Kenneth Rexroth was a man of many parts—highly regarded second-generation modernist poet, renowned translator, critic, inspiration and central figure of the 1940’s and 1950’s avant-garde San Francisco Renaissance, and considered by many the father of that new movement in poetry that emerged in the 1950’s and 1960’s called the Beats, which included Allen Ginsberg, Gary Snyder, Lawrence Ferlinghetti and many others. He promoted their poetry as well as that of Philip Whalen, Denis Levertov, William Everson, LeRoi Jones (Amiri Baraka), and many others on the radio station KPFA. He organized a weekly salon and invited friends and other poets to come and share their philosophical and poetic theories. He organized and emceed the legendary Six Gallery reading on October 7, 1955, at which Ginsberg introduced his great poem, “Howl.”
He wrote a“Classics Revisited” column in the Saturday Review and through it and his anthologies, One Hundred Poems from the Japanese and One Hundred Poems from the Chinese, brought attention to world literature. In 1964 he was given an award from the National Institute of Arts and Letters. He went on to publish collections of his shorter poems and longer poems in 1967 and 1968, respectively. In 1975 he received the Copernicus Award from the Academy of American Poets in recognition of a poet’s lifetime work and contribution to poetry as a cultural force.
Rexroth believed that the east-coast “literary establishment” and a cultural bourgeois taste in art was corrupting American poetry, and fought against it. He was an iconoclast all his days.
Rexroth had a high view of love, viewing it as sacramental and transcendent. Much of Rexroth’s work can be classified as “erotic” or “love poetry,” and Sam Hamill, one of his best critics and the editor of the excellent The Complete Poems of Kenneth Rexroth (Copper Canyon Press, 2003), has said that “nowhere is Rexroth’s verse more fully realized than in his erotic poetry.” In his introduction to The Phoenix and the Tortoise, Rexroth said: “The process as I see it goes something like this: from abandon to erotic mysticism, from erotic mysticism to the ethical mysticism of sacramental marriage, thence to the realization of the ethical mysticism of universal responsibility.” The poem under discussion, “Floating,” is from The Phoenix and the Tortoise.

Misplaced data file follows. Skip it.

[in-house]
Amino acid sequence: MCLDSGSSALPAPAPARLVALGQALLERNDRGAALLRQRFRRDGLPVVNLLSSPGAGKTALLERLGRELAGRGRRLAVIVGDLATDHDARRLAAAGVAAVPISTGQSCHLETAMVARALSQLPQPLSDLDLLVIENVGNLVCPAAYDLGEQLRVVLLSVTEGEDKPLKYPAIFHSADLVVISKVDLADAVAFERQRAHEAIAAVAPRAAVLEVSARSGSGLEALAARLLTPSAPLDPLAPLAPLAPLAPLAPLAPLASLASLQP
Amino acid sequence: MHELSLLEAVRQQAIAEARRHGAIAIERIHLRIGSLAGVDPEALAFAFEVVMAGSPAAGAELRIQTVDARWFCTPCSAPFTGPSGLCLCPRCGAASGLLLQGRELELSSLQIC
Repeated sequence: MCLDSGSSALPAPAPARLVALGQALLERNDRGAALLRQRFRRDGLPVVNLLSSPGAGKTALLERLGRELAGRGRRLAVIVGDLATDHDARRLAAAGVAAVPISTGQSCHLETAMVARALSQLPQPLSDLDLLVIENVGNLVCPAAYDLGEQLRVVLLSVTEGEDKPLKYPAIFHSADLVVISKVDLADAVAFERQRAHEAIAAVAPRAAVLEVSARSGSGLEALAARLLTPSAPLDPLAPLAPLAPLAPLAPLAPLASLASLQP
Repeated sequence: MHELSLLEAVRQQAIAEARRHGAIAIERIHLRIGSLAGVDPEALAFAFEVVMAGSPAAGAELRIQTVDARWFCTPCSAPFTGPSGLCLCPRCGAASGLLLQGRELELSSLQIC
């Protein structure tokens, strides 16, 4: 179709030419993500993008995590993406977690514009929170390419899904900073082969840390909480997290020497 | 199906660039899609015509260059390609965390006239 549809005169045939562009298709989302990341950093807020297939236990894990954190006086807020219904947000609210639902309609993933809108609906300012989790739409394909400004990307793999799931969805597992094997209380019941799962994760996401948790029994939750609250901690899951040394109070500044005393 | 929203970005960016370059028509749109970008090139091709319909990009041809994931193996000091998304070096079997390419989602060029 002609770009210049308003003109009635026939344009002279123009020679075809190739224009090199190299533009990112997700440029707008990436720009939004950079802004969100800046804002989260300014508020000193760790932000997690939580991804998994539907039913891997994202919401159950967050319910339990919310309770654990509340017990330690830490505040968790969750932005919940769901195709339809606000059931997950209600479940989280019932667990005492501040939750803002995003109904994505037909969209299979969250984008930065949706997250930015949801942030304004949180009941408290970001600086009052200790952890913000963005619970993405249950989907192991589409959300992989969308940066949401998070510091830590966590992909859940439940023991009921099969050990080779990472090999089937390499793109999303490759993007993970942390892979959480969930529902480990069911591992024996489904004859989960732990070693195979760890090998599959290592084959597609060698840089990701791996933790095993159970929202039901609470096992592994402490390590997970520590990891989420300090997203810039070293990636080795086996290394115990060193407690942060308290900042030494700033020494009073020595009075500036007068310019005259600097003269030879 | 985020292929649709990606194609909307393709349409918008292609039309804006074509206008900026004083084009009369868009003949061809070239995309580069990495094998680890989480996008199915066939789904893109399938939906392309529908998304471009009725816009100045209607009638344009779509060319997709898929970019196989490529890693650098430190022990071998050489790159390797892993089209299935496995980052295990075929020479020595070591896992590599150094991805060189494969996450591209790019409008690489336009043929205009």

Our discussion is here: Talk About Poetry, Kenneth Rexroth’s “Floating.”
The poem is here:
Our canoe idles in the idling current
Of the tree and vine and rush enclosed
Backwater of a torpid midwestern stream;
Revolves slowly, and lodges in the glutted
Waterlilies. We are tired of paddling.
All afternoon we have climbed the weak current,
Up dim meanders, through woods and pastures,
Past muddy fords where the strong smell of cattle
Lay thick across the water; singing the songs
Of perfect, habitual motion; ski songs,
Nightherding songs, songs of the capstan walk,
The levee, and the roll of the voyageurs.
Tired of motion, of the rhythms of motion,
Tired of the sweet play of our interwoven strength,
We lie in each other’s arms and let the palps
Of waterlily leaf and petal hold back
All motion in the heat thickened, drowsing air.
Sing to me softly, Westron Wynde, Ah the Syghes,
Mon coeur se recommend à vous, Phoebi Claro;
Sing the wandering erotic melodies
Of men and women gone seven hundred years,
Softly, your mouth close to my cheek.
Let our thighs lie entangled on the cushions,
Let your breasts in their thin cover
Hang pendant against my naked arms and throat;
Let your odorous hair fall across our eyes;
Kiss me with those subtle, melodic lips.
As I undress you, your pupils are black, wet,
Immense, and your skin ivory and humid.
Move softly, move hardly at all, part your thighs,
Take me slowly while our gnawing lips
Fumble against the humming blood in our throats.
Move softly, do not move at all, but hold me,
Deep, still, deep within you, while time slides away,
As the river slides beyond this lily bed,
And the thieving moments fuse and disappear
In our mortal, timeless flesh.